Tommy and the Cool Mule

When a boy finds out his and his mother's house is about to be foreclosed, he bumps into a talking mule who helps him enter a horseback riding contest, and he plans to ride his new mule friend in hopes of winning the race and using the prize money to save his home.

  • Starring: Grant Barker, Kevin Sorbo
  • Director(s): Andrew Stevens
  • Producer(s): Bill Steakley, Nathan Ross
  • Screenwriter(s): William Langlois, Andrew Stevens
  • Distributor: Screen Media Films
  • Animal Coordinator: Dwayne Rasor
  • Release Date: Tuesday, May 26, 2009
  • Rating: Outstanding

Featured Animal Action

Dogs

In this film, a German shepherd named Major is seen performing such mild action as being petted, sitting, lying down, running, walking (on- and off-leash), barking, growling, and poking his head out from under the bed. For these actions, trainers stood off-camera and used verbal commands and hand signals to cue the dog, who was very well-rehearsed and accustomed to performing the mild actions. The actors were also well-rehearsed and instructed on the dog's proper handling. The dog was retrieved and given praise and treats between takes. In one scene, Major runs through a field with Tommy (Grant Barker), and later, Tommy rides off on his bike while Major chases after. This scene was filmed in separate shots. One trainer released the dog from its starting point while another trainer stood at a midpoint, calling the dog. Then the camera was repositioned and a trainer released the dog from the midpoint, while another trainer called the dog to duck under a fence in the field. The actor rode a specific path on the bike and the entire scene was well-choreographed and rehearsed beforehand.

For the brief puppy scene in which Tommy plays with a young Major in a barn, trainers handed the puppy to the actress playing Tommy's mom. She then handed it to the child actor, who had been instructed on how to interact with the puppy. Trainers stood just off-camera. The puppy was retrieved right after this mild action.

Horses and Mules

Throughout the film, several horses are walked, tied or ridden, and Jackie the talking mule performs such mild action as standing (tied to a post), being walked with a lead rope and being ridden. Two mules were alternated in the role of Jackie.

To get Jackie's lips to move, a wrangler placed hay in the mule's mouth, then pulled some of the hay back while the mule chewed and moved its lips. This "chewing" action made it look like the mule was talking. His voice was added in post-production, and the lip movement was inserted where needed.

Cast and crew were instructed on the proper handling of all animals, and anyone who rode a horse was a seasoned stunt rider or an actor who had had lessons beforehand and was experienced with riding. For the arena scenes, the barrel scenes and the horse race, the actions were all extremely well-choreographed, and the riders had been well-rehearsed for the action. The children were also experienced riders, and several wranglers and trainers were on foot and horseback all around the area. Also, camera angles "cheated" the shots to make it look like the horses were closer together than they were. The child rider's fall from the horse was a well-choreographed fall. The horses and mules were accustomed to the terrain and were comfortable being ridden at various speeds.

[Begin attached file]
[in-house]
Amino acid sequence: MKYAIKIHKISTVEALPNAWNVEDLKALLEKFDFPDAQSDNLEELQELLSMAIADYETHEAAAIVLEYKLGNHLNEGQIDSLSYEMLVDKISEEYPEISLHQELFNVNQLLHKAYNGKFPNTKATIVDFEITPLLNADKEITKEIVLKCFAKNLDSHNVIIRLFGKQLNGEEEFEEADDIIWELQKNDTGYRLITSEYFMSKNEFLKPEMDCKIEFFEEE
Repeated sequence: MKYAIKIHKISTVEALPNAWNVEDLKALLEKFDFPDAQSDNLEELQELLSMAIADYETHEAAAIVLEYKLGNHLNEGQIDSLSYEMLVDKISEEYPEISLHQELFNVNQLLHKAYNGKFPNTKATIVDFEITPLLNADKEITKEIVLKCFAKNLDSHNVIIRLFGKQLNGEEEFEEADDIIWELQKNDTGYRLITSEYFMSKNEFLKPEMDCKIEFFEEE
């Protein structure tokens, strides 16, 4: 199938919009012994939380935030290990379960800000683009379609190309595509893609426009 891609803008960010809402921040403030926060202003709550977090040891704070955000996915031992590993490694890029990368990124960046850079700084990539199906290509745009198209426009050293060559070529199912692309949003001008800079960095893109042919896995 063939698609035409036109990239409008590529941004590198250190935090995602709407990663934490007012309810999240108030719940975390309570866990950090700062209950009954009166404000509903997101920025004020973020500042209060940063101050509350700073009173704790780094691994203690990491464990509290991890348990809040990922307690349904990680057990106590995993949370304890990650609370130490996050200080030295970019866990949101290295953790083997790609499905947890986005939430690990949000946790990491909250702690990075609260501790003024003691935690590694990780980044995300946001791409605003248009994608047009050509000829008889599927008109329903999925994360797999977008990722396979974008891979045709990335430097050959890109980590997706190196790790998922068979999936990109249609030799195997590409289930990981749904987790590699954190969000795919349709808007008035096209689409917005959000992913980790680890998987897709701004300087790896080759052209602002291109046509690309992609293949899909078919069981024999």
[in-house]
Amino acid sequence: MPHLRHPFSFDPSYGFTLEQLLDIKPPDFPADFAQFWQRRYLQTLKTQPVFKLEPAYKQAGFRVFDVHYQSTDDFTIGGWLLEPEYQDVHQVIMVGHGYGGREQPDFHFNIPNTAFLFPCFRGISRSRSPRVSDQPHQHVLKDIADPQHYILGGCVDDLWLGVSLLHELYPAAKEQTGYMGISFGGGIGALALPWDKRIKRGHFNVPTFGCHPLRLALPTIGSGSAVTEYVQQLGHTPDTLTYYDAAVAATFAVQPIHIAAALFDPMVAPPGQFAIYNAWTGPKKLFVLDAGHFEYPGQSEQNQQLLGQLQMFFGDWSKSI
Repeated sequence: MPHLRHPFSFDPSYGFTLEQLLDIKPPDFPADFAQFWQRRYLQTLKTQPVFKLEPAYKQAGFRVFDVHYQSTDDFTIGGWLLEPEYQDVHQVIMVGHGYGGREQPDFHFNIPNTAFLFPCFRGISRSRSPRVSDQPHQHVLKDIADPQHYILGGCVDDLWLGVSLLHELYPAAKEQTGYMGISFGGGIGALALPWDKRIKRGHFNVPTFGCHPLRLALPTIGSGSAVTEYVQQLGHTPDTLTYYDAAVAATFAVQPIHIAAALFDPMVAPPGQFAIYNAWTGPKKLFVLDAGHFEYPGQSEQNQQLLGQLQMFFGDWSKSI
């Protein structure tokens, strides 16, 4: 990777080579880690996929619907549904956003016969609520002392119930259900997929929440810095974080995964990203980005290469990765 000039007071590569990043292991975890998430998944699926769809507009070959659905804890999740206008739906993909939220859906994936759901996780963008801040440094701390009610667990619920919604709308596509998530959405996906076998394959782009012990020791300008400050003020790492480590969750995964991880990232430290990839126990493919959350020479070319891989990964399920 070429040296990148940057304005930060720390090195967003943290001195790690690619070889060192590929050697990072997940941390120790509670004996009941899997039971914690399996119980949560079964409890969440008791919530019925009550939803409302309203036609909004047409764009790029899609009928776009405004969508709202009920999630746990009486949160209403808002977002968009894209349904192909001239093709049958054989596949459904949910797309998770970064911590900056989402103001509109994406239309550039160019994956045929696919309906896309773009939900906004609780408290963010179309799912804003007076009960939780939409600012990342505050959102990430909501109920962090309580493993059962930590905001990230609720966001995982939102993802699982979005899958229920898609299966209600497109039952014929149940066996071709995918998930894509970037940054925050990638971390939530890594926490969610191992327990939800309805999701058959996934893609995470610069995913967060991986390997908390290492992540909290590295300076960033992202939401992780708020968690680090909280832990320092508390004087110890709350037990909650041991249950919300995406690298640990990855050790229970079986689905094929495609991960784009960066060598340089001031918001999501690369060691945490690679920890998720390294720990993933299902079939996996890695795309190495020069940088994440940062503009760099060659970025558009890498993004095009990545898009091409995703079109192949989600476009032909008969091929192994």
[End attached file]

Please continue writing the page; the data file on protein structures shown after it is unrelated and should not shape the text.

In a few shots, the mule and the dog are together; these animals were well-rehearsed and familiar with each other. The child actor playing Tommy was also well-rehearsed for scenes in which he fed, walked with or rode Jackie, and he was instructed beforehand on how to feed the mule. A wrangler stood just off-camera to guide the mule, and another wrangler on horseback was also just off-camera. All costumes worn by the mule were lightweight and custom-made for comfort.

For scenes in which horses and mules are loaded into a horse trailer, either costumed wranglers or experienced and rehearsed actors loaded the animals into the trailer. At one point, the trailer moved slowly down the road (driven by an experienced stunt driver). The animals were accustomed to this typical transportation method, and streets were closed to traffic.

When the mule is "smacked" on the rear or "kicked" in the side to get him to trot, this action was exaggerated to make it look more intense; the actors were very gentle and mostly pantomimed the action. The scene in which the kids are playing paint ball and appear to hit a horse in the rear with a paint pellet was achieved using movie magic: an off-screen trainer held the horse's reins and gently pulled the horse forward to make it appear as if it had reacted to being hit in the rear. No actual paint ball was shot.

For the scene in which the two kids drive themselves to the dance on a horse-drawn buggy at night, the child actors were instructed on how to handle the buggy, but off-screen trainers cued the horses or pulled the reins.

American Humane also monitored a scene in which Jackie waterskis, for which the stationary mule was filmed against a green screen. This scene was cut from the main version of the film.